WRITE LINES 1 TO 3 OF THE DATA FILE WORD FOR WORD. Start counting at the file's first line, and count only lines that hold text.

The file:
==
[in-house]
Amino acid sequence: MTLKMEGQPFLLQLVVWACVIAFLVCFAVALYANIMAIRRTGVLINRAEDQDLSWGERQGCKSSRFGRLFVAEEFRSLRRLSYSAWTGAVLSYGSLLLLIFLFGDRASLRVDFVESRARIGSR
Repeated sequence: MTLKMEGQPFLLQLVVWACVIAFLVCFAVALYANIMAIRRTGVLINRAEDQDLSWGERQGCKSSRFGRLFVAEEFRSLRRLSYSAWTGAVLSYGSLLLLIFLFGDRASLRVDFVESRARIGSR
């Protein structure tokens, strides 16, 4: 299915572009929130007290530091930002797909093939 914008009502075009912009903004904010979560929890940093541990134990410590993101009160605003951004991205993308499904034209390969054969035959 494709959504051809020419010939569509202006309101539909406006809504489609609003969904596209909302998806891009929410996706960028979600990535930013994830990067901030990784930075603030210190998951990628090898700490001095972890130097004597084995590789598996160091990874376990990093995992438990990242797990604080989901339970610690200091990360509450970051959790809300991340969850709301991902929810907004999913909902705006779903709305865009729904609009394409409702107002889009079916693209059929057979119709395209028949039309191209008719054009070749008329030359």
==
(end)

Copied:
[in-house]
Amino acid sequence: MTLKMEGQPFLLQLVVWACVIAFLVCFAVALYANIMAIRRTGVLINRAEDQDLSWGERQGCKSSRFGRLFVAEEFRSLRRLSYSAWTGAVLSYGSLLLLIFLFGDRASLRVDFVESRARIGSR
Repeated sequence: MTLKMEGQPFLLQLVVWACVIAFLVCFAVALYANIMAIRRTGVLINRAEDQDLSWGERQGCKSSRFGRLFVAEEFRSLRRLSYSAWTGAVLSYGSLLLLIFLFGDRASLRVDFVESRARIGSR